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Film Review: Too-Long ‘The Hobbit: The Battle of the Five Armies’ Delivers on Intimate, Hand-to-Hand Combat

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Average: 5 (2 votes)

CHICAGO – Though he’s never been called it before in scientific speak, I’m saying it now: Peter Jackson is a master of mitosis. He’s one of Hollywood’s best in splitting up the cinematic cellular DNA of one story into three because, apparently, he can’t do epics unless they’re in groups of three.

HollywoodChicago.com Oscarman rating: 3.5/5.0
Rating: 3.5/5.0

After directing a previous trio of precious ring-obsessed films one year apart, Jackson’s back with another threesome. “The Lord of the Rings: The Fellowship of the Ring” released in 2001, “The Lord of the Rings: The Two Towers” in 2002 and “The Lord of the Rings: The Return of the King” in 2003. Now we have his “The Hobbit: An Unexpected Journey” in 2012, “The Hobbit: The Desolation of Smaug” in 2013 and the current “The Hobbit: The Battle of the Five Armies,” which opened in theatres everywhere today.

J.R.R. Tolkien’s book “The Hobbit” is only 320 pages long. Because of the success of the previous books and films, though, Tolkien thought it necessary to scribe another 125 pages of the little man’s backstory called “The Appendecies”. That came in a later edition of the final “The Lord of the Rings” novel “The Return of the King”.

StarRead Adam Fendelman’s full review of “The Hobbit: The Battle of the Five Armies”.

Even if you add the backstory to the original book, that’s only 445 pages. And that’s still less than the whopping 513 minutes of big-budget Hollywood screen time allotted to Jackson’s three “The Hobbit” films once they survived the edit bay and hit the silver screen.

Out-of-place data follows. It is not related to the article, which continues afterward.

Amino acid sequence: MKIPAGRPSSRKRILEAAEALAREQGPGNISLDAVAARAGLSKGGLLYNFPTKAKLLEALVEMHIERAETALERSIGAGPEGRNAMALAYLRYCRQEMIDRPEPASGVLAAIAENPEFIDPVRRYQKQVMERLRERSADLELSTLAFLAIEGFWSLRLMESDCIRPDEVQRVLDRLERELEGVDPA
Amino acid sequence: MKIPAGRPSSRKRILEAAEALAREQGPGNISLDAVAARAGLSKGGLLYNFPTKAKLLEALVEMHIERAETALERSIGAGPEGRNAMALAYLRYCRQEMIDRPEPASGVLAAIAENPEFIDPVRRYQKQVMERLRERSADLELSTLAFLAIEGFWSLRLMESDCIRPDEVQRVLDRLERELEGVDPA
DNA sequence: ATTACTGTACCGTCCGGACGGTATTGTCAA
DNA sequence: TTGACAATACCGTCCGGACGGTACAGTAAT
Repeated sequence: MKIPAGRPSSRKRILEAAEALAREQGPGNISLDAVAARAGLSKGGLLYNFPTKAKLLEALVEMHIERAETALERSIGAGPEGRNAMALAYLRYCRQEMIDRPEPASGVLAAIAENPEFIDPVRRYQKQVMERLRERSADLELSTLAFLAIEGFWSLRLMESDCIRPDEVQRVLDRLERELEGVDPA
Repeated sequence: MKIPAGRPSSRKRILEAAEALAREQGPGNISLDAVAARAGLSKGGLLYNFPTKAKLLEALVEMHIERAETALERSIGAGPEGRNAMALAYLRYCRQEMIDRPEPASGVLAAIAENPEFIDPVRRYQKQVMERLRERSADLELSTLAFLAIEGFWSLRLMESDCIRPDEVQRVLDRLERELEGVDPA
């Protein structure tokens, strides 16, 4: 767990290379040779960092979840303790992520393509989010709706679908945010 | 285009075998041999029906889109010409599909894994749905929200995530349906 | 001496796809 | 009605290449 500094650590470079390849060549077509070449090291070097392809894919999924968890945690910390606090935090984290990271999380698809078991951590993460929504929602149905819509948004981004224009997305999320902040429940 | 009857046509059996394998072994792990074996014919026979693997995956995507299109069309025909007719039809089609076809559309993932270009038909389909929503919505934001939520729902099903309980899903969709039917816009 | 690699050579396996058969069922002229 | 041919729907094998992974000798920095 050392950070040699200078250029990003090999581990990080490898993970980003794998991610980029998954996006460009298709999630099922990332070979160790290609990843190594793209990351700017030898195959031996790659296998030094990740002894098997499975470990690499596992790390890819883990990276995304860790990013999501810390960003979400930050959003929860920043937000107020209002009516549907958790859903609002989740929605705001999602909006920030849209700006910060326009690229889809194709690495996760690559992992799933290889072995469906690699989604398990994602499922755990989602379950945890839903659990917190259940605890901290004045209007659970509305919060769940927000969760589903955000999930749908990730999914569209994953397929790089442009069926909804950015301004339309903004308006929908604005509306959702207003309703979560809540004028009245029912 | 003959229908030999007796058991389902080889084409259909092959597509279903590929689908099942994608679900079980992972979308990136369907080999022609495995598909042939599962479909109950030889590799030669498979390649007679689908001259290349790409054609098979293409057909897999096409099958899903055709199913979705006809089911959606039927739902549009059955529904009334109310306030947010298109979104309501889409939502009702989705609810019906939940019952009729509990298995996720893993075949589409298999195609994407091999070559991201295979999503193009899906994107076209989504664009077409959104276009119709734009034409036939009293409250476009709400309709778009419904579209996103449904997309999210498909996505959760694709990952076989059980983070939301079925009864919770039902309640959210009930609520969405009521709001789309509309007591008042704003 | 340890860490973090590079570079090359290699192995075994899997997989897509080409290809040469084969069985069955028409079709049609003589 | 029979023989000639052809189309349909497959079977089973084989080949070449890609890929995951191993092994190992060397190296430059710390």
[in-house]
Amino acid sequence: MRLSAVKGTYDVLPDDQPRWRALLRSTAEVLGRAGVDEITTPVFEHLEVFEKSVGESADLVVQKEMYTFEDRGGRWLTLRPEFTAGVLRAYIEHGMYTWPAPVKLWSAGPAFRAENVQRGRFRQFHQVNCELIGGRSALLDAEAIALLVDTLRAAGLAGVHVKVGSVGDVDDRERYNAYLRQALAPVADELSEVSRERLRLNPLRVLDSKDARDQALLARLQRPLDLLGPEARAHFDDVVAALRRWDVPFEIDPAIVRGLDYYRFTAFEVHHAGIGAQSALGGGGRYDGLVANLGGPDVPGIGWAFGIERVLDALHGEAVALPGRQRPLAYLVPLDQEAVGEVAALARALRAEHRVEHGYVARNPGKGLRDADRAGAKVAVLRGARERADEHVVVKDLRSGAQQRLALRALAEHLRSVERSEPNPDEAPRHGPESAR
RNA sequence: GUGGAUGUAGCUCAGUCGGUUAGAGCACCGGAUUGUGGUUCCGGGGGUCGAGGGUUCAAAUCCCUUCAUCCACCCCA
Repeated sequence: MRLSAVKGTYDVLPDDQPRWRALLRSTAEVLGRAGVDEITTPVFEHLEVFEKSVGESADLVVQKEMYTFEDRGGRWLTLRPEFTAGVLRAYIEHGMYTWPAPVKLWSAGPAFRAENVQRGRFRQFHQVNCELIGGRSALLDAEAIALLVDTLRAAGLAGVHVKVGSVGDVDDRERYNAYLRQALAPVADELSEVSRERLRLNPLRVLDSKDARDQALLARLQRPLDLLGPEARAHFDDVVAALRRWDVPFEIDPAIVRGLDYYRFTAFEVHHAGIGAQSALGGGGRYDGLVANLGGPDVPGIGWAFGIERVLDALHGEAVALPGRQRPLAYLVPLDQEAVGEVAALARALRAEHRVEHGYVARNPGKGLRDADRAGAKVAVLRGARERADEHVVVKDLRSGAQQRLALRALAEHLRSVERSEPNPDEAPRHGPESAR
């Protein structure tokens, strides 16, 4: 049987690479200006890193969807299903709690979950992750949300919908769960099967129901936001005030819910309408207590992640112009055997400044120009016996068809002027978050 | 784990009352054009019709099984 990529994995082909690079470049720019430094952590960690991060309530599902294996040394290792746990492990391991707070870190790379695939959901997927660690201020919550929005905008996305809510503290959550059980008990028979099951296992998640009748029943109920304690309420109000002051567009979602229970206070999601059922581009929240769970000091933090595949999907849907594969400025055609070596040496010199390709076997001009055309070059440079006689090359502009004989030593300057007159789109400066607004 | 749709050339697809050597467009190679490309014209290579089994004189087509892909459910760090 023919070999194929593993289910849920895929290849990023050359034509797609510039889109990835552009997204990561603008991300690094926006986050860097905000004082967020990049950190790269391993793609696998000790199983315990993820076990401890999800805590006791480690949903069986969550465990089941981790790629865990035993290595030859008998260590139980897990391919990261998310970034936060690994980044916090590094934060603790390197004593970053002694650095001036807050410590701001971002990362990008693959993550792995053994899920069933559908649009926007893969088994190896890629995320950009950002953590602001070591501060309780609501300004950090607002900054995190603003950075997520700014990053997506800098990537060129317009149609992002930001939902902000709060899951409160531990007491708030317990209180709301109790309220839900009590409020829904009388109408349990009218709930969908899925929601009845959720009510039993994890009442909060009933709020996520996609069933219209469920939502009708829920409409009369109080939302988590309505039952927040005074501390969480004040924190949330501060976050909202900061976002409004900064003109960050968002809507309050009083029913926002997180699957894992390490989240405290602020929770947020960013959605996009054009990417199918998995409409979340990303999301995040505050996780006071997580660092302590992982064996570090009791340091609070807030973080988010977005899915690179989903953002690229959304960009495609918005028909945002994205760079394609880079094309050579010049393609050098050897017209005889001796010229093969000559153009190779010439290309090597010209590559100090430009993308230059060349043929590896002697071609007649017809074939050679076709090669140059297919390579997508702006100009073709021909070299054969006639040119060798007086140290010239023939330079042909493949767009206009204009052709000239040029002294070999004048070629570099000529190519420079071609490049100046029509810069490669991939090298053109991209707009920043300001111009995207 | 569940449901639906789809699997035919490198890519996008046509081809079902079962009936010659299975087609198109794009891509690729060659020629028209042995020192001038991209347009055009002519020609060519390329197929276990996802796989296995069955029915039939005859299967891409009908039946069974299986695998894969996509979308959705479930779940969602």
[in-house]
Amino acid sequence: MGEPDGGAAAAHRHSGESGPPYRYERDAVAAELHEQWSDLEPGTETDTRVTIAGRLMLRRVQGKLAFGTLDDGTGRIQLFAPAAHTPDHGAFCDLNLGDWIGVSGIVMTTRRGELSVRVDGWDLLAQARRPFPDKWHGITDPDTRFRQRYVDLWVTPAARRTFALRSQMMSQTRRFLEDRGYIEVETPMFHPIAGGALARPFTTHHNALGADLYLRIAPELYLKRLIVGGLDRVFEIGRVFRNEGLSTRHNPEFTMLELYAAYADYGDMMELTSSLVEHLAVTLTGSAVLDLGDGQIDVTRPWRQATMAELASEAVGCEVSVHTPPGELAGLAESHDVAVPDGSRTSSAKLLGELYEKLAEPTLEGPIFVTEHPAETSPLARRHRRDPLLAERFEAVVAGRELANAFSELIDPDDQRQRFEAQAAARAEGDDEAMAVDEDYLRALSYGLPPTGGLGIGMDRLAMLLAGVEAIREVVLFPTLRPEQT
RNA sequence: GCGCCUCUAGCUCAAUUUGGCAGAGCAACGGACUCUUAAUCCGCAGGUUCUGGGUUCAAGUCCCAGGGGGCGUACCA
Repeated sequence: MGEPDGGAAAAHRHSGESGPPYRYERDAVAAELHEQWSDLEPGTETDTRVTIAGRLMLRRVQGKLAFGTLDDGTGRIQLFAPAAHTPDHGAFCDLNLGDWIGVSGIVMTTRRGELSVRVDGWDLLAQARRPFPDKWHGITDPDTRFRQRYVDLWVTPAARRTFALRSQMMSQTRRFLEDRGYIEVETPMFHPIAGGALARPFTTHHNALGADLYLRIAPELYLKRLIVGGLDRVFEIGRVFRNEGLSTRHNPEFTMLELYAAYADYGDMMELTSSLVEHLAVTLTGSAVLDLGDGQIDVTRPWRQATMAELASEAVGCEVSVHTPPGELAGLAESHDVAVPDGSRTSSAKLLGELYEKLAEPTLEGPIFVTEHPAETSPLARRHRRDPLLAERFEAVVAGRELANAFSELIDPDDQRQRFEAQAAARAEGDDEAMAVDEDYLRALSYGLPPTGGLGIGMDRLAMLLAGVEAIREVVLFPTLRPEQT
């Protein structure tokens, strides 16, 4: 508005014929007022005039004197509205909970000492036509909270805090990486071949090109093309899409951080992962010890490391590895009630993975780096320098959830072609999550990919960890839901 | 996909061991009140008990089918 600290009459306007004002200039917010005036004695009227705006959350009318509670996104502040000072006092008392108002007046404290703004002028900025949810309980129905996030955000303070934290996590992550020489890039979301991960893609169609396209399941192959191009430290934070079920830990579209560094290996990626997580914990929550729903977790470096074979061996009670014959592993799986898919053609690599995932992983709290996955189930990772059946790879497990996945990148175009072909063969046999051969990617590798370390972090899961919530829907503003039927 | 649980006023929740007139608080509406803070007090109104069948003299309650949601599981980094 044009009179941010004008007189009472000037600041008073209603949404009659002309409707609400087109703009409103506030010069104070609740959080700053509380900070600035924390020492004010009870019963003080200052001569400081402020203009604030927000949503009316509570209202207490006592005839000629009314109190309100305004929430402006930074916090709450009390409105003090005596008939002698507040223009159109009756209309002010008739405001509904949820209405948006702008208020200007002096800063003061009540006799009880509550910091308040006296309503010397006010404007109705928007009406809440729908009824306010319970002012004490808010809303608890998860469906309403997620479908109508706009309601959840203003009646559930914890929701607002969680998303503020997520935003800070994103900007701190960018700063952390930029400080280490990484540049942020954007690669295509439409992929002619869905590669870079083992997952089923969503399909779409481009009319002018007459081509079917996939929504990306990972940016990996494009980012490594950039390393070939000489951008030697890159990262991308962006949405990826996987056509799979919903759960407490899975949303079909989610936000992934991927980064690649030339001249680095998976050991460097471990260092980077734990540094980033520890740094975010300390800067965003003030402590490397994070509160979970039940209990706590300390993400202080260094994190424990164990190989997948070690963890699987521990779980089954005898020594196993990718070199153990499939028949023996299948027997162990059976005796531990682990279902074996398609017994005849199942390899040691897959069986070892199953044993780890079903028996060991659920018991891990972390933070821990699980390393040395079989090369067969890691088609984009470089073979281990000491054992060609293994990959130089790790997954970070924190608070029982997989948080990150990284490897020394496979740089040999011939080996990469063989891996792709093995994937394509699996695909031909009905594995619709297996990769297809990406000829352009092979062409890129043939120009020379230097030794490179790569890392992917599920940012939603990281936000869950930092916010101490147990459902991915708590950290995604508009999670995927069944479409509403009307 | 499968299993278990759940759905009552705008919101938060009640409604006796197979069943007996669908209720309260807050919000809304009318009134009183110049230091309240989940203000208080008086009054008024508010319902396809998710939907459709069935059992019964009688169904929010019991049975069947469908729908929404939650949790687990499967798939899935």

You know how much time and money can go into a single minute of Hollywood film, and if you include the backstory, that’s 1.15 minutes of screen time given to every much less costly paperback page. Is that generosity for the fans or Jackson’s obsession and inability to cut? It’s a mix of both.

This year’s “The Hobbit: The Battle of the Five Armies” feels too long. Clocking in at 144 minutes, though, it’s actually the shortest of the three “The Hobbit” films and significantly so – by nearly 40 minutes. The previous two films hover right around the 3-hour mark with “The Hobbit: An Unexpected Journey” in 2012 at 182 minutes and “The Hobbit: The Desolation of Smaug” in 2013 at 187 minutes. Comparing them to a famously long beloved film, “Schindler’s List” also exceeds 3 hours at 195 minutes.

“The Hobbit: The Battle of the Five Armies” stars Martin Freeman, Ian McKellen, Richard Armitage, Evangeline Lilly, Luke Evans, Cate Blanchett, Benedict Cumberbatch, Christopher Lee, Hugo Weaving, Orlando Bloom, Lee Pace, Billy Connolly, James Nesbitt, Ken Stott and Aidan Turner from director Peter Jackson and writers Fran Walsh and Philippa Boyens based on the novel “The Hobbit” by J.R.R. Tolkien. The film has a running time of 144 minutes and opened on Dec. 17, 2014. It is rated “PG-13” for extended sequences of intense fantasy action violence and frightening images.

StarContinue for Adam Fendelman’s full review of “The Hobbit: The Battle of the Five Armies”.

Benedict Cumberbatch as Smaug in The Hobbit: The Battle of the Five Armies
Smaug is played by Benedict Cumberbatch in “The Hobbit: The Battle of the Five Armies”.
Image credit: Warner Bros. Pictures

StarContinue for Adam Fendelman’s full review of “The Hobbit: The Battle of the Five Armies”.

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